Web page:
"Kelsey Grammer makes you forget all about Frasier Crane!" invariably declare the breathless reviews for his new drama series,
Boss, now airing on Starz. Funny, I couldn't stop thinking about him. Last week's premiere, which introduced us to the intersecting public and private lives of a fictional Chicago mayor, was as overcooked as any windbag soliloquy from TV's favorite therapist; only whereas Cheers and Frasier eked two decades of comic mileage out of gently lampooning their character, Boss expects us to genuflect in admiration at its hardcore depiction of contemporary American politics. That the first episode has inspired critics like David Wiegand to marvel at how a series with a protagonist named "Kane" evokes -- of all things -- Citizen Kane suggests the extent of its creative imagination (though, in fairness to Wiegand's own faculties, I don't recall a character named "Lear," so apparently he thought of Shakespeare all by himself).
On a fundamental level, Grammer's Tom Kane carefully follows the Breaking Bad template. In an initially disorienting opening scene that transpires in an abandoned building, an African-American physician informs Hizzoner that the poor bastard has a degenerative brain disorder giving him -- Nielsen ratings pending -- approximately 3-5 years to live. Although it's still early in the game, Kane's narrative trajectory looks to be sort of the inverse of Walter White: Rather than a prognosis that compels a protagonist to discover his manhood (and I write that with more than a hint of irony), Kane's disease, along with the hallucination-inducing meds designed to slow down its effects, has the potential to send a powerful man into a long dark spiral. Or perhaps losing control will liberate him, make him unpredictable, even render his policies soft and sentimental--at least more so than the pivotal sequence involving a botched O'Hare extension plan leading to a pair of severed ears as penance.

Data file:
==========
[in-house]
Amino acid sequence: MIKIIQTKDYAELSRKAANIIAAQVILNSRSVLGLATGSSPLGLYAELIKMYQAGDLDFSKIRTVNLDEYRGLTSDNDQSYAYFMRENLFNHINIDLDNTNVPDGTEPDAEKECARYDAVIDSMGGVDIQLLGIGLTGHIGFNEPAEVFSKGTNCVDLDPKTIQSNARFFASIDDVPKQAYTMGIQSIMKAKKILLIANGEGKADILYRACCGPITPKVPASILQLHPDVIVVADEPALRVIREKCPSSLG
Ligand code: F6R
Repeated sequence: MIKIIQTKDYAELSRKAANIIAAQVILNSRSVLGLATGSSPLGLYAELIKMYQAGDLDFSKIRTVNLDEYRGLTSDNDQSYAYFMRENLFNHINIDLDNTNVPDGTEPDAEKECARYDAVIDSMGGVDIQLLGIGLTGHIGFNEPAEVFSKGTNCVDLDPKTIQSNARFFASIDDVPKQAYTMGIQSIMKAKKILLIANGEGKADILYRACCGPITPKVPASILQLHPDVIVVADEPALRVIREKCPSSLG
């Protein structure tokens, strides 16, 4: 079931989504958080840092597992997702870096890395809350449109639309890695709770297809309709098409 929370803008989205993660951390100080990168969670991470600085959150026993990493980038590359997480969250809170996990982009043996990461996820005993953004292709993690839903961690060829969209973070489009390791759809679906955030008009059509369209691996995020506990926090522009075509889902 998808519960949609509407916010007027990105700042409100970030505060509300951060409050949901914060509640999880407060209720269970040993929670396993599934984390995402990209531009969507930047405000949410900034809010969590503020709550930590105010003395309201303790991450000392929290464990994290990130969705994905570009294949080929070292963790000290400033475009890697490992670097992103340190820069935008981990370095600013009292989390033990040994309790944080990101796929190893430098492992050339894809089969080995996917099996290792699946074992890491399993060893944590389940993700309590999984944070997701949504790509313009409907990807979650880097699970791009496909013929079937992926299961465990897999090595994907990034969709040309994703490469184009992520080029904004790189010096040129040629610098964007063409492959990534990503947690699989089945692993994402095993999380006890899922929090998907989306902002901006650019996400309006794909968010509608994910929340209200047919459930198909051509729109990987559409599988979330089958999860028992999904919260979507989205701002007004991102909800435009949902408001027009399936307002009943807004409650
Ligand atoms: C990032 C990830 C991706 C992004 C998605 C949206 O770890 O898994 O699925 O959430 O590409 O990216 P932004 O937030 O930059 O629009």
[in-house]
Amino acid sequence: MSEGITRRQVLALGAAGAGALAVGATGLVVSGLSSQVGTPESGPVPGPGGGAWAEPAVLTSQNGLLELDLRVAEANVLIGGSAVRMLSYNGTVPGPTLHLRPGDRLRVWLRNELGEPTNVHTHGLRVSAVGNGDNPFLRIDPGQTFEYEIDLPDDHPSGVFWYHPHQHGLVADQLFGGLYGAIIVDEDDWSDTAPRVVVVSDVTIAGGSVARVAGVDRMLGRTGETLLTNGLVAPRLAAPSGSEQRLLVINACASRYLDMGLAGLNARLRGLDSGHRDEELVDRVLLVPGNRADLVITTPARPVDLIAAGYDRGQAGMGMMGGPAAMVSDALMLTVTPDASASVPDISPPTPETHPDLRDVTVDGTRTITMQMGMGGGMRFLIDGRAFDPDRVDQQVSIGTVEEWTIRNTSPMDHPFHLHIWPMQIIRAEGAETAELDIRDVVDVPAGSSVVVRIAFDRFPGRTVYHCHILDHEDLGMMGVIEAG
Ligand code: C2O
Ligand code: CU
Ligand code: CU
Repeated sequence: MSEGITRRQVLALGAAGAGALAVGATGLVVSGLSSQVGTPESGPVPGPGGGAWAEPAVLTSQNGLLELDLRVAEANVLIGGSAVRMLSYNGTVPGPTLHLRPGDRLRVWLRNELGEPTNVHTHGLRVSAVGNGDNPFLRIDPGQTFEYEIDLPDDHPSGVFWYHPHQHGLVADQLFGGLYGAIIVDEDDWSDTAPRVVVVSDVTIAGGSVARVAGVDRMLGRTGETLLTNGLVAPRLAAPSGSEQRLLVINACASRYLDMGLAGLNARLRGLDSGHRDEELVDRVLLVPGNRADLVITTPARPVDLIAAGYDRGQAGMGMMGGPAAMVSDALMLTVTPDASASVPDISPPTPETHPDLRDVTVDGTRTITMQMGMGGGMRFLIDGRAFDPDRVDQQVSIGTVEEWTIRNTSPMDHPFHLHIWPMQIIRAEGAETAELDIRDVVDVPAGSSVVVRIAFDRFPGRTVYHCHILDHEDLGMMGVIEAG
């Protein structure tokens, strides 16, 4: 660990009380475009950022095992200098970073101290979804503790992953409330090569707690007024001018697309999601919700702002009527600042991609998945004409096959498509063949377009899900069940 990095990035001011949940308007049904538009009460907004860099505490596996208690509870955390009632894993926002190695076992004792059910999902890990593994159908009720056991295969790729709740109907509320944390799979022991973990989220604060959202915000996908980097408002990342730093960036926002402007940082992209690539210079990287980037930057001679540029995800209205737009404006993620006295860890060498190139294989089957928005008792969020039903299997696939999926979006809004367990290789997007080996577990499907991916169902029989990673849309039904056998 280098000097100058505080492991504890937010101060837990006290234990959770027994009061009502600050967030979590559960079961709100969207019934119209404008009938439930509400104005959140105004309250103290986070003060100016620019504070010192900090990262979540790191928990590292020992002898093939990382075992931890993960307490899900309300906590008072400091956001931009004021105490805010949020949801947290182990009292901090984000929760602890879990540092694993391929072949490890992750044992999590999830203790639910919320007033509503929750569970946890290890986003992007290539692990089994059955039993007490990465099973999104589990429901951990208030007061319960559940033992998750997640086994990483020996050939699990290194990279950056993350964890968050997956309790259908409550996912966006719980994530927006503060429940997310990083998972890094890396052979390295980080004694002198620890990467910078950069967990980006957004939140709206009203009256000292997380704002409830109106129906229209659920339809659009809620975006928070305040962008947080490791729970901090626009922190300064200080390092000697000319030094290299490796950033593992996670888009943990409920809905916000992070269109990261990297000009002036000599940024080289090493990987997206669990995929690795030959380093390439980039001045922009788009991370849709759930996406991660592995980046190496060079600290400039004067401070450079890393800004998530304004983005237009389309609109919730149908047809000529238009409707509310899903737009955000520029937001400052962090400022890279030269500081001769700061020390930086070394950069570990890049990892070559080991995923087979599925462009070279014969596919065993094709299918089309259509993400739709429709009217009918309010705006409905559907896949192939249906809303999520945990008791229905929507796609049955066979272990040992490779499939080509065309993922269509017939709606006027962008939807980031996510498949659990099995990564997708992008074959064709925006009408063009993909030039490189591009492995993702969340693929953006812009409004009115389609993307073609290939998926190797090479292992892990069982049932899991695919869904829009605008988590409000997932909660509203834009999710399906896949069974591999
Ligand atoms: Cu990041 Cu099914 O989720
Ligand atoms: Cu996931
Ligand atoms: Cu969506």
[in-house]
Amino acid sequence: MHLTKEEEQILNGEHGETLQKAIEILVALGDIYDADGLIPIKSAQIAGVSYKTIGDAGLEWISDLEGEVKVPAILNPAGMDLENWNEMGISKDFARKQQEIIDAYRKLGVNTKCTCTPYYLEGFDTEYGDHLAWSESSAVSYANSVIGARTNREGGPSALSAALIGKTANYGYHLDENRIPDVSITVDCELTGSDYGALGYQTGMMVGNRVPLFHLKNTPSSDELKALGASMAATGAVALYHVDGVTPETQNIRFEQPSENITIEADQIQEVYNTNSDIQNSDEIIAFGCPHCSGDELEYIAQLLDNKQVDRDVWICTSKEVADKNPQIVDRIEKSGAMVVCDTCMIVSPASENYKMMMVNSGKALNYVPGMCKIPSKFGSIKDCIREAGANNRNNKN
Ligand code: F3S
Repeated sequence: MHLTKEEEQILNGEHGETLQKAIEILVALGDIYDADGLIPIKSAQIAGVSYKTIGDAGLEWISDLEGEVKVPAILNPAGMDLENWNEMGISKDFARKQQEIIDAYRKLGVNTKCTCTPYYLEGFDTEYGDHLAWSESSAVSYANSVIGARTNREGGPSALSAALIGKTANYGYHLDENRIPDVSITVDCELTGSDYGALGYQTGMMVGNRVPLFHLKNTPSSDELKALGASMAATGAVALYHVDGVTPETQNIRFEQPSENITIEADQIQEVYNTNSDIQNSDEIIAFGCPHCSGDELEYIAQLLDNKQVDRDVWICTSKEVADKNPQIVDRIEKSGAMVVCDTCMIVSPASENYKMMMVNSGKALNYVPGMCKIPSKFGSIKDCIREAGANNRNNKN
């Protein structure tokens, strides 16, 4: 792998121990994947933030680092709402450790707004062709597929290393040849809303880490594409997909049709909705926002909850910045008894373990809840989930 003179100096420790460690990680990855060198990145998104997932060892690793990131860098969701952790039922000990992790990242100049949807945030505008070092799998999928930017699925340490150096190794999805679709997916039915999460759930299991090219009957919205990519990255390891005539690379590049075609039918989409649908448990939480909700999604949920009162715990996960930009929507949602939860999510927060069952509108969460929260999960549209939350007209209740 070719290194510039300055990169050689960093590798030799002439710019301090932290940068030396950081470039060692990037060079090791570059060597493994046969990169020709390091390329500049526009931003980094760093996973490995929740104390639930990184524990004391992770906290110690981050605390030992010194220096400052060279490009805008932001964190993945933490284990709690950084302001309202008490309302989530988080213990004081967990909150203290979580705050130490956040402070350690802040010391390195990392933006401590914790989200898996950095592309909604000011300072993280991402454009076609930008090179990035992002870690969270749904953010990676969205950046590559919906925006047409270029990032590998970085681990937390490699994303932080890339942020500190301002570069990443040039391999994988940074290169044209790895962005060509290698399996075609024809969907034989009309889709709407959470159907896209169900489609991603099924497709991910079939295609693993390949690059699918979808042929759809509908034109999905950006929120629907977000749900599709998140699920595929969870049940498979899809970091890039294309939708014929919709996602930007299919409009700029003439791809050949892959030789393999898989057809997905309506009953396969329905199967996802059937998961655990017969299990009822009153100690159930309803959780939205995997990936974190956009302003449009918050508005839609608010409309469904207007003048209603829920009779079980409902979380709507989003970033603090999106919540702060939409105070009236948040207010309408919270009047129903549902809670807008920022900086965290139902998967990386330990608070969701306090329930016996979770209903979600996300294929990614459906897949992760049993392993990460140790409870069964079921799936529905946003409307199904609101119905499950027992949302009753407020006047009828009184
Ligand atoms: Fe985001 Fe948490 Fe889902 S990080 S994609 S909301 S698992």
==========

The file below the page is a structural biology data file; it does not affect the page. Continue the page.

Even if Boss proves me wrong with the direction it will take, I'm skeptical that its lead is up to the challenge. Grammer can be a marvelous comic actor, the demons accumulating in his personal life over the years adding unique undercurrents of pathos and autocritique. Boss may have seemed like a natural expansion on Grammer's typecast persona (not to mention, given his political leanings, a crafty and cynical send-up of the Chicago machine that has spawned the likes of Daley and Obama). Strange, then, how i
n rare dramatic roles he comes across as puzzlingly limited. His depiction of Kane's physical and mental malfunctions -- finger drumming, talking to himself -- lacks the spontaneity James Gandolfini offered Tony Soprano's scary freakouts and sublime epiphanies. Inevitably, he overcompensates by screaming.
Needless to say, both Gandolfini and Bryan Cranston had/have memorable supporting casts to take the burden off their still-considerable shoulders. "Listen," the title of the Boss premiere, showed little promise for a mostly blank ensemble; and the faces that do register, like Connie Nielsen as Kane's estranged wife and Chicago's first lady, are alloted little to do beyond clenched smiles and cliched speeches about the need to "keep up appearances." (Gus Van Sant directs the episode with mostly anonymous touches as well, other than a ludicrous stairwell sex scene between
Kane's honey-bunny aide Kitty O'Neill [played by young Meg Ryan lookalike Kathleen Robertson]
and implausibly boyish gubernatorial candidate Alex Zajac [Jeff Hephner]). Watching Boss made me pine, once again, for a glimpse of what Hunter Thompson called "politics junkies," a sense of the adrenaline high that lures animals like Kane into the public arena in the first place. Like all heavy-handed dramatizations of political corruption, Boss blows a lot of hot air in purporting to rip the lid off what everyone already knows. It may be true, but that doesn't make it interesting.